Tribal Council, I. Probst is impressed with Kass' comeback, which she attributes to her husband's support. Tony insists he was ultimately pleased to see his friend, rather than his wife. Probst thinks this was the first time that he saw emotion from Spencer. Spencer makes his clear case for how keeping him benefits Tony and sweetens the pot by swearing in front of the Jury that he'd take Tony to the Final 2, if he has the chance. “I think you'd beat me handily, Tony. You've played the better game,” Spencer claims, not that we believe him. Woo says that he's been a player, even if he's been inconspicuous. It's so strange that nobody's even mentioning voting Tony out. Kass says a bitter Jury gives Woo a win, but a non-bitter Jury is complicated. Kass says without pause that she'd be more likely to beat Woo, putting Tony on full-alert. Interesting.
The Vote, I. Kass writes Spencer's name. Spencer writes Woo's name. Before the tally, Tony reads the part of the Idol that says it can be played “after the votes are read.” Reactions on the Jury are mixed. Then Tony admits that he bluffed. Spencer is ticked off. The votes are read: Spencer. Woo. Spencer. SPENCER. Bah. “Well done, Tony,” Spencer tells one of his nemeses and departs. “'Survivor' isn't a game to me. 'Survivor' is a passion to me,” Spencer says, calling this a tough pill to swallow. He says he learned a lot from the game.
Foreshadowing. The Final 3 returns and they exchange hugs. “Things went as planned, surprisingly, for once,” Kass says. They're the Final 3, but they all know that there's another Immunity coming. “The boys are more depressed than me,” Kass says. She expects to be taken to the Final 3 regardless of what happens, though. Woo and Kass agree that no matter what happens, Tony can't win. They agree they can't beat Tony. “I'd be the stupidest 'Survivor' player taking Tony to the end,” Woo tells her. “Me too,” she agrees. Nope. That last exchange wasn't at ALL portentous.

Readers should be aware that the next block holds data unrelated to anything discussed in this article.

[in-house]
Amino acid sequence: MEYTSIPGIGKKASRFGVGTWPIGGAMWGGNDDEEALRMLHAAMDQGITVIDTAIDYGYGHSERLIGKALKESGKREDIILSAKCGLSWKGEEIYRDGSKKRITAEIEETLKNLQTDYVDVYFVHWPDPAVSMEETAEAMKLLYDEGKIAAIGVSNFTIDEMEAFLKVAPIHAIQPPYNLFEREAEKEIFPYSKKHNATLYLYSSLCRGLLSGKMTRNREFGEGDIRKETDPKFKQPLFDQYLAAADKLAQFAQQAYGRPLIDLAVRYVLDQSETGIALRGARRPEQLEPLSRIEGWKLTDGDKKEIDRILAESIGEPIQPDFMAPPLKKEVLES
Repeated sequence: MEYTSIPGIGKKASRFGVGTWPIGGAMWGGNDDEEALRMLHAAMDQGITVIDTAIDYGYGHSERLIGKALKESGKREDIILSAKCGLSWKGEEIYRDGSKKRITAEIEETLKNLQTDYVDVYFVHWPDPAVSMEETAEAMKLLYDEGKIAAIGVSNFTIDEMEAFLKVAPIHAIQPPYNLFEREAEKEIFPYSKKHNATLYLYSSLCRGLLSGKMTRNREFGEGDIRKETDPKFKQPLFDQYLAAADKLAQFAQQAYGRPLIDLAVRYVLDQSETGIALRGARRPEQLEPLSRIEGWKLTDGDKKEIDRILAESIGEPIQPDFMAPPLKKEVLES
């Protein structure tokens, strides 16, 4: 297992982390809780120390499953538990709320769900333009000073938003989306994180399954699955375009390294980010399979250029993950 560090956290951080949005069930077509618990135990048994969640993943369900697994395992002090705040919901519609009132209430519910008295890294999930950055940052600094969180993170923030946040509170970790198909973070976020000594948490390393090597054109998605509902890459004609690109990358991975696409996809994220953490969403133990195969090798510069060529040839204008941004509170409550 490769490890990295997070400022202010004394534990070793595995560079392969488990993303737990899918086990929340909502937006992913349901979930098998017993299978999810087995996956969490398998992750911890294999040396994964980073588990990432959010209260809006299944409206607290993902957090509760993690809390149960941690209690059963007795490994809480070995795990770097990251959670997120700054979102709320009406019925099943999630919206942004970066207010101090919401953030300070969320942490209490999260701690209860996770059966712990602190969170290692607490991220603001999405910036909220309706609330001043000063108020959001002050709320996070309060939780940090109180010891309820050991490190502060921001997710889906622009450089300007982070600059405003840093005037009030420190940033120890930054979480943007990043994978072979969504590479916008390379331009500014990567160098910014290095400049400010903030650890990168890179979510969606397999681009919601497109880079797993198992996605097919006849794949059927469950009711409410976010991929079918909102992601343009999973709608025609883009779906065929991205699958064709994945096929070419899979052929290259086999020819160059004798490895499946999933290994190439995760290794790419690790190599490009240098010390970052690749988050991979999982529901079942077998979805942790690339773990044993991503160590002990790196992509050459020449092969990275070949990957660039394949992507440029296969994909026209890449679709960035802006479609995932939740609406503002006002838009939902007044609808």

Maze, Not Featuring Frankie Beverley. Final Immunity looks to be some sort of crazy Mousetrap, Escher-style maze. They have to race through the maze of turnstiles, some of which turn, others of which don't. They have to collect four medallions to open a chest to collect cogs that then bring up a flag. It's a nutty set-up and, unlike this week's dismal “Amazing Race” finale, it really does feel like a worthy task upon which to hinge a million bucks. I like it. Kass has an early lead, while Tony and Woo seem to be racing together in lock-step. Woo moves into the lead and is the first to get to four medallions, followed closely by Tony, as Kass falls back. It's going to come down to the cogs, of course. I don't quite get how the cogs work, so I don't know who's leading, but Woo and Kass are close. Woo narrowly beats Kass and gains his second Individual Immunity. Kass was a second behind. Woo does a flip. In theory, it shouldn't matter. Kass compares this to losing the Olympic marathon by half-a-second. She's now beginning to wonder if Woo might be able to beat her.
I can't believe it's not butter. Woo won tae-kwon-do championships in his youth, but he says this takes the prize. He's “stoked” and “psyched,” but he's also feeling the pressure. Tony is the first to make his case. Tony wants to be subtle, soft and aggressive. Tony tells Woo that he can't beat Kass because she has stories and made big moves, while keeping Tony maintains his loyalty-based gameplan. “Is he buying it? I wouldn't buy it. I'm taking my chances with Kass,” Tony admits. Kass tells Woo that Tony's argument has always been that they should keep her because she's beatable. Kass becomes the first person this season to invoke the name of Fabio, which I mentioned in comments last week, but never mentioned in a recap at any point. Kass says that Tony's argument will be that he did all the work and Woo coasted and she tells Woo that if she's on the Jury, she's voting for Tony. Kass is frustrated to have her fate in Woo's hands. Woo says he'd be more comfortable sitting with Tony, but he knows his chances of winning are not-so-great.
Tribal Council, II. Now let's hear the same arguments we just heard! Woo is honored, grateful and nervous. Tony repeats, again, that Woo's gameplay has been loyalty. Probst repeats that one second separated Woo and Kass. “I can't go back. I mean, I'm here,” Kass says aptly, lamenting her loss of control. Probst asks Woo to repeat the basic pitches he got this afternoon, but Woo cuts him off and says he'd rather just get to the vote. Nice, Woo!
The Vote, II. We obviously don't see who Woo votes for, leaving Probst to tally a vote of one. KASS. Wow. Spencer is utterly astounded. I'll confess that I, too, am astounded. “Thank you, Woo, man,” Tony says. “Stupid, stupid, stupid,” Kass says of Woo's decision. “Some people will hate me. Some people will appreciate that I'm a fan and I played to win,” Kass concludes.